FIRS: Enhancing Tax Revenue with Renewed Vigor

Muhammad Nami

Hamid Ayodeji writes on efforts by the Mr. Muhammad Nami-led Federal Inland Revenue Service to boost tax revenue in the country

With a tax to Gross Domestic Product (GDP) ratio of about six per cent, which is one of the lowest in the world, the federal government more than ever before, needs to take concerted steps towards aggressively raising non-oil revenue in the country.

This is even more so with the negative impact the slump in global crude oil prices and the ravaging effects of the COVID-19 pandemic has had the country’s revenue. This therefore places more burden on the government as it strives to implement policies that would improve the lives of the citizens.

That is why experts have continued to stress the need for the federal government to broaden the tax base as well as build tax payers’ trust, increase awareness, simplifying the tax system and improving tax administration and legislation.

These have been the focus of the Executive Chairman of the Federal Inland Revenue Service (FIRS), Mr. Muhammad Nami, since he assumed office.

“Nigeria’s economy has been in dire straits with attendant socio-economic challenges. It is as a result of these challenges that the present administration of President Muhammadu Buhari has been making strident efforts towards putting the economy back on the track.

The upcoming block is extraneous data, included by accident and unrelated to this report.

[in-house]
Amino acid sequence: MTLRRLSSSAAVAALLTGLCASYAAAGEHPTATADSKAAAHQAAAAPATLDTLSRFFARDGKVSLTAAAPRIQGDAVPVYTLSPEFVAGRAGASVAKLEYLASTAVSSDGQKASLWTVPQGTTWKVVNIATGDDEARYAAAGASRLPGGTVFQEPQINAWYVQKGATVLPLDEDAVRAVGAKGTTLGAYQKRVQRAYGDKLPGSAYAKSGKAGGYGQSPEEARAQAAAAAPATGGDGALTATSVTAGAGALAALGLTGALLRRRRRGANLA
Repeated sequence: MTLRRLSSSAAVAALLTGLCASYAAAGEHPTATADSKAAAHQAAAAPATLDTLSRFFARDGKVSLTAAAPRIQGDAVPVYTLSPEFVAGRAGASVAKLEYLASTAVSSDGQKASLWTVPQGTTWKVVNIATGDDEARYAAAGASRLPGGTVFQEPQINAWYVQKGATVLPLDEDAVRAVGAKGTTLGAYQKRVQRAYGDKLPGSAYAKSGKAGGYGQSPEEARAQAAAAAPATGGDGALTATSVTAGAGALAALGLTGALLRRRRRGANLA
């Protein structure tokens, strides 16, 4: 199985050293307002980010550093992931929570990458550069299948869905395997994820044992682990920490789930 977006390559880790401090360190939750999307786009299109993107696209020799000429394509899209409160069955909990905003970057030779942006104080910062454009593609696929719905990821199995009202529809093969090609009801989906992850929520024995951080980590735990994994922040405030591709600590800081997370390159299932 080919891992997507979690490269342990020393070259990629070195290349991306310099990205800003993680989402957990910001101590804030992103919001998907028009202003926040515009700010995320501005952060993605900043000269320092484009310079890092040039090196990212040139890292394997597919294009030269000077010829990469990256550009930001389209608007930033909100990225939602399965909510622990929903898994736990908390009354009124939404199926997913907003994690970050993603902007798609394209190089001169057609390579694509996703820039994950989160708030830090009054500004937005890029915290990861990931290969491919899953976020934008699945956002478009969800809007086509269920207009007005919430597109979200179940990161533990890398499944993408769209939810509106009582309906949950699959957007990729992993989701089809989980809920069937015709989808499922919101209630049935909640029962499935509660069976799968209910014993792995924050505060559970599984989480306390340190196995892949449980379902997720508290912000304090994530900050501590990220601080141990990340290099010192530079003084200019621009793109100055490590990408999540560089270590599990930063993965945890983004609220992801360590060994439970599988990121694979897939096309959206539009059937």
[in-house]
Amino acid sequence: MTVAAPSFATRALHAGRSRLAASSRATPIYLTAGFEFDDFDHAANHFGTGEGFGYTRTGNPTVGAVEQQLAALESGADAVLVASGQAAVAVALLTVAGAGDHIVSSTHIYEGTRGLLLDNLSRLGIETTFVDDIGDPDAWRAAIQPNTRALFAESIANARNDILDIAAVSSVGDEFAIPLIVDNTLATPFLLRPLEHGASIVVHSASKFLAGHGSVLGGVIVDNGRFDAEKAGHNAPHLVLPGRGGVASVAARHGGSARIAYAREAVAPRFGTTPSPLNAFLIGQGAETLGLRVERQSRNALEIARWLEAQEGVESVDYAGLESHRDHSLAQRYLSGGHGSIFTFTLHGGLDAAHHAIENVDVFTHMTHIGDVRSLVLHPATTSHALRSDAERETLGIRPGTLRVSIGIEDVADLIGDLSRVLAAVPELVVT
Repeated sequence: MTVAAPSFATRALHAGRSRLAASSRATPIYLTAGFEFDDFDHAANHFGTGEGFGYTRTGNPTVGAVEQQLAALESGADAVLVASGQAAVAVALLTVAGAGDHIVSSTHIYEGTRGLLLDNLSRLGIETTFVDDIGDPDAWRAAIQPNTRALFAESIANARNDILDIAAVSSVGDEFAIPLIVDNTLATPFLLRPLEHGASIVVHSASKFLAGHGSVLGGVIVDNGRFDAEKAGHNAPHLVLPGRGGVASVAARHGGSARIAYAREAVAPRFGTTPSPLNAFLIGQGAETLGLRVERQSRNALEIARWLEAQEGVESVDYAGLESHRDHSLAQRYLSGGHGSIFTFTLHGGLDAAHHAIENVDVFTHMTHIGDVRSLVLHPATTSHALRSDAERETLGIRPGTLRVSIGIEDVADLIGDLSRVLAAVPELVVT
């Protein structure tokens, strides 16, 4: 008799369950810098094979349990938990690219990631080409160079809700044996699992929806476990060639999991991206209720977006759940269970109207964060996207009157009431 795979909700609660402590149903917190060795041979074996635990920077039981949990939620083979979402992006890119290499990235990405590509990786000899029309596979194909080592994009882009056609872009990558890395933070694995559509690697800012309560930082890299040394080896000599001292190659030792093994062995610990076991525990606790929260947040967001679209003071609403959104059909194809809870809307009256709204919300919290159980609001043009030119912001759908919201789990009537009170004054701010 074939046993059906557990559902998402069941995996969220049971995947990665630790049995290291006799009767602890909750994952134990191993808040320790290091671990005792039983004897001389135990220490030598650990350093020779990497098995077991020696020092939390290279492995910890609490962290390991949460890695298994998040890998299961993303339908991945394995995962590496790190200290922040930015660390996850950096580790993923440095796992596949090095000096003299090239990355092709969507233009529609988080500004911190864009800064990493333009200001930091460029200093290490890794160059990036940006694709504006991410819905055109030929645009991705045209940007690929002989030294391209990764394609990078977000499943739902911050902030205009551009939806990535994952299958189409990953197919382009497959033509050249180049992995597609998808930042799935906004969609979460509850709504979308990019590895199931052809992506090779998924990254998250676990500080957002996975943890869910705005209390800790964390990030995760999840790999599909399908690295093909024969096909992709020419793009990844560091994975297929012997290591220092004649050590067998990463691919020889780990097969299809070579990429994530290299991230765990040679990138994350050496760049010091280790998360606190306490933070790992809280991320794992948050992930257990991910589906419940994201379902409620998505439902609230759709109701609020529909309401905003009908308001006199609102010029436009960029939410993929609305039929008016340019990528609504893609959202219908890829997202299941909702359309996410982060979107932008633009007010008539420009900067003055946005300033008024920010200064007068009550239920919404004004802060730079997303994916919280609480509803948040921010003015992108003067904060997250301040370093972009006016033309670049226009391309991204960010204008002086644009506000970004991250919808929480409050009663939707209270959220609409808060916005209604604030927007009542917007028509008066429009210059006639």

“Part of these efforts is the administration’s attempt towards making tax revenue generation and collection the cornerstone of its economic recovery efforts.

This task, as enormous as it is, requires masterstroke measures, resilience in policy implementation and foresight to evolve novel ideas,” Nami had assured Nigerians immediately he was appointed.

Expressing believe in the ability of the Nami-led FIRS to deliver on its mandate, the Secretary of the Government of the Federation (SGF), Mr. Boss Mustapha, recently said the administration of President Buhari needs all the required funds to enable it deliver on his mandate to Nigerians.

Mustapha, expressed optimism that the board would under his watch meet and exceed government’s revenue targets from taxation.
Specifically, the SGF urged the executive chairman to be proactive in his tax collection drive.

He added that if more revenue could be generated from taxation, there would be less need for government to borrow.